A world without violent video games is not a real option on our metaphorical table. Therefore the more comfortable and knowledgeable we are about such games, the easier it is for us to make good choices.


The Withering of Conscience

By Peter Hitchens

The greatest of all ghost story writers, Montague Rhodes James, once described how, “when you were a child, you may have pored over a square inch of counterpane until it became a landscape with wooded hills, and perhaps even churches and houses, and you lost all thought of the true size of yourself.”

Perhaps you know what he means. I do. Oddly enough, I experienced it when, living and working in Soviet Moscow, I became dependent on a small computer for most of my links with the outside world. I found to my alarm that I had lost all thought, not just of the true size of myself, but of where I was and what time it was.

In those days, there were no images to beguile me, only words. But even so the machine drew me in. I had already noticed this odd power. I’d had to tear myself free from idiotically crude screen games in bars. I’d seen, in a grubby café in a French seaport town, a child, perhaps 11, smoking a cigarette as he busied himself with some electronic contest. He had the face of a man of 60, set, white, tense, and enslaved. A flock of sheep might have come bleating through the room, and he would not have seen them. He was elsewhere. His life had dwindled into the screen, and he fed the machine coins with the movements of a sleepwalker.

At that moment I decided that it would be one of my duties in life to keep any child of mine as far away from such screens as possible. Not all drugs are chemical, nor do they need to be swallowed. I had thought for years that leaving a child unsupervised in front of a TV screen was as wicked as allowing that child to quaff neat gin straight from the bottle. I have been painfully aware, as I have grown up, of the damage that even my own limited watching of black-and-white television in childhood has done to my imagination and concentration. I shall never be able to read as deeply as my father’s generation could.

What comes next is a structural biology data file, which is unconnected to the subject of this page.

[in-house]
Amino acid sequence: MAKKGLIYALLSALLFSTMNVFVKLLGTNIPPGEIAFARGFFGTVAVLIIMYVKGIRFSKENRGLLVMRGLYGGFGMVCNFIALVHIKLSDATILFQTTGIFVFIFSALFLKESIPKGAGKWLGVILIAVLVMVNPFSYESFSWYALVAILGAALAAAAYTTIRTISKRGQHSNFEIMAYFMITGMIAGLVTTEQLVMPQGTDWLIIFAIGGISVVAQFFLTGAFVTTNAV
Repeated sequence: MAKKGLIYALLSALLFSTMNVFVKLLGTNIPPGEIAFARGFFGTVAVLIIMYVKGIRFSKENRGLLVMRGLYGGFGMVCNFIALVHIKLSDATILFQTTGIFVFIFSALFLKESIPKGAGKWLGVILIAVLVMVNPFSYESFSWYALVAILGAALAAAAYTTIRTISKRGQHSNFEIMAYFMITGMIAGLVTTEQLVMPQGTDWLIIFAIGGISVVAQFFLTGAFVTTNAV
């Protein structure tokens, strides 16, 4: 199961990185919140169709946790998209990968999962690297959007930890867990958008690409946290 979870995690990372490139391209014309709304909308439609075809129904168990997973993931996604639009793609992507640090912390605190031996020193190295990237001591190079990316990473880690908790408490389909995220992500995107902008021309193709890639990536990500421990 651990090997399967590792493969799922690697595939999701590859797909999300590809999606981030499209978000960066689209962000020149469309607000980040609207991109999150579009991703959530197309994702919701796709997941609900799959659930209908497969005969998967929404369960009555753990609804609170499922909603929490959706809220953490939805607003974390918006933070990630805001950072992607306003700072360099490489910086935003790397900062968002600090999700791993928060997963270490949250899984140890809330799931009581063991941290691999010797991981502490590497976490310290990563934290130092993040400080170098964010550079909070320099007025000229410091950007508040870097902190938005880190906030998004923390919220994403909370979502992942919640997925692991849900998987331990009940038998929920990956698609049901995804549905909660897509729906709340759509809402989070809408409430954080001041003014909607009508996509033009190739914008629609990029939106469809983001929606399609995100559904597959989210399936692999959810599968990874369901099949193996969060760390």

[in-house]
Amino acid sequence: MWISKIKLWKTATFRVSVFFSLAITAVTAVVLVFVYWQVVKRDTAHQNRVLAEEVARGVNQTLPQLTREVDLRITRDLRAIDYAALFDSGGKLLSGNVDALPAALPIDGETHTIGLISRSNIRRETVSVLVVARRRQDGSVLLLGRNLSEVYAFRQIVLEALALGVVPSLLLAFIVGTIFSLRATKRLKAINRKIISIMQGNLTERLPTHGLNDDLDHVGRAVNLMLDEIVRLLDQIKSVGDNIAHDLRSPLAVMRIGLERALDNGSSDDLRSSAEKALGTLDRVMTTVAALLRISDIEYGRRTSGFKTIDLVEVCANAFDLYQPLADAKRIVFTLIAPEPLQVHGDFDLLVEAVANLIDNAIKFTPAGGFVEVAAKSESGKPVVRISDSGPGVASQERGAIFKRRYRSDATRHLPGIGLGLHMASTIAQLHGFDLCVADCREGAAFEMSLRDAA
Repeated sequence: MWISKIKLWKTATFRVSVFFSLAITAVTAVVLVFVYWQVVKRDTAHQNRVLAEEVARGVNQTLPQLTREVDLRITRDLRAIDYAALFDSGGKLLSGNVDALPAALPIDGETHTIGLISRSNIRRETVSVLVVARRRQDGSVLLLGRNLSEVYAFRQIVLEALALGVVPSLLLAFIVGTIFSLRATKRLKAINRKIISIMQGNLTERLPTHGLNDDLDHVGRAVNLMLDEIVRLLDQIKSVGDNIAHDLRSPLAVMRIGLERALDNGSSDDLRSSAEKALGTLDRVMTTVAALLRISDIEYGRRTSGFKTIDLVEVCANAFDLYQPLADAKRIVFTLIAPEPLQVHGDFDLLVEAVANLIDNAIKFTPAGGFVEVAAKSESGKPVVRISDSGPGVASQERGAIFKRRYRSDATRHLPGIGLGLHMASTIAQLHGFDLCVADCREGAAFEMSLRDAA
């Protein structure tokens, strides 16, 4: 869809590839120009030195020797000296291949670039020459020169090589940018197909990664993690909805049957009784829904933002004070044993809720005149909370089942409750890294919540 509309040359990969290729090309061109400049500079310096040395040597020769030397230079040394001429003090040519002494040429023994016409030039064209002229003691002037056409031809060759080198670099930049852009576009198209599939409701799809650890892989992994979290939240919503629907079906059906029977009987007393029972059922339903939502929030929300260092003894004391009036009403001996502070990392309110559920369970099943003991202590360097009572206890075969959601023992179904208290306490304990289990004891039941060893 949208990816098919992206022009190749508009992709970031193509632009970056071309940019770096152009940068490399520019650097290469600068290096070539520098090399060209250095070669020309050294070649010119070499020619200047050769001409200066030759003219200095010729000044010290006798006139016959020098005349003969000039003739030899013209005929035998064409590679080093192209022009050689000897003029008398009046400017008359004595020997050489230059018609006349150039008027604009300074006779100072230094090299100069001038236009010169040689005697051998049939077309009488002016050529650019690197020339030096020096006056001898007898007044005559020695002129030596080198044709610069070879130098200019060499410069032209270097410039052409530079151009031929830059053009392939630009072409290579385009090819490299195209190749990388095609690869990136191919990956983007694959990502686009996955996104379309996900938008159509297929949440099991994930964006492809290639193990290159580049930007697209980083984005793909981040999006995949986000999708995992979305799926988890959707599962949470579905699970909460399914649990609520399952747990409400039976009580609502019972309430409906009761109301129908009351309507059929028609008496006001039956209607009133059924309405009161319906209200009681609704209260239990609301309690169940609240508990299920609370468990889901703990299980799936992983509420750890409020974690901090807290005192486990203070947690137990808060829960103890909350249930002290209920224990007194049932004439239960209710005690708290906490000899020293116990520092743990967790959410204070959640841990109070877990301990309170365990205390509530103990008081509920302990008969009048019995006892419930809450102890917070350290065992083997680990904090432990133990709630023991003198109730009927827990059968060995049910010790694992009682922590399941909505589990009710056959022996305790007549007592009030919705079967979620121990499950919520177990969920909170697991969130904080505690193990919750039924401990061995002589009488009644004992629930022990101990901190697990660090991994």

But the computer game goes further. It makes the player collaborate in his own surrender to someone else’s mind. I don’t know what it is about the glow, the colors, the movement, the absence of normal time. But I think the free-minded, independent human being must surely fear this on sight.

I have only read reviews of Grand Theft Auto V, the latest and most captivating of these games. I don’t wish to sample it, any more than I wish to take the drugs I wearily insist should still be illegal. What I notice about the sympathetic reviews of GTA V is the way they stress the game’s wit and satire. One such review, after detailing its misogyny and actual torture, whoops, “It is fun, so much guilty, ridiculous fun.”

Well, yes, of course. Real evil, the kind we all actually do and conspire in, always cloaks itself in the pleasing garments of laughter. The most unctuous flattery is ironic, but no less acceptable for being so. The really cruel boss, willing to wound but fearing to strike, dresses up his most withering rebukes as little jokes. Laughter, far from being the sound of innocent pleasure, is often an aggressive affirmation of membership of a clique, the loud cackles a sign to outsiders that they are not part of whatever is going on.

Something similar happens to anyone who wonders if these games could be doing any harm to those who play them. Members of the gang laugh among themselves at the absurdity of any criticism of what they do.

First of all, the critic is accused of being old and out of touch. Well, I am old, and increasingly pleased to be, but if I were out of touch I wouldn’t even know about this stuff. They cannot have it both ways.

Then I am charged with saying what I don’t—that people who play games in which they constantly pretend to be gangsters and violent criminals immediately go out into the street and act as they have on the screen. Of course they don’t. Unless they are unhinged, they know that in reality actions have consequences. Even in modern Britain, if you commit enough crimes (quite a few in our case), something bad will eventually happen to you.

Let us have a little subtlety here. The point is quite different. It is about habituation. On a dark cold day some years ago, I was in Kashgar, the Silk Road city in Chinese Turkestan, for the day of “Korban,” when every grown male sacrifices a sheep to mark the great day of Eid. The streets actually do run with blood. I watched, first with disgust, then with fascination, and then—I admit it—with guilty enjoyment, as throats were slit and living creatures struggled in the hands of their merciless killers.

Having seen that, I knew for certain I was capable of worse things than I had been before. In a different but equally telling experience, wandering through the tents of famine victims in Mogadishu some years ago, and seeing the faces of dying babies, the flies crawling over their lips and eyes, I was taken aback to find how unmoved I was. I had lost the power to weep. I had seen it a hundred times on TV. 

Familiarity, direct or on screens, hardens our hearts and rots our morals. We become less kind, less patient, and more selfish—never a difficult path to follow in any case. We do not know it is happening until afterward. It cannot, in my experience, be reversed. The more we allow others to replace our imaginations with fantasies of greed, lust, and cruelty, the more we cease to be ourselves as we should be. Even as I write this, I am seized by the pointlessness of doing so, when so many forces, of pleasure and profit, pull the other way.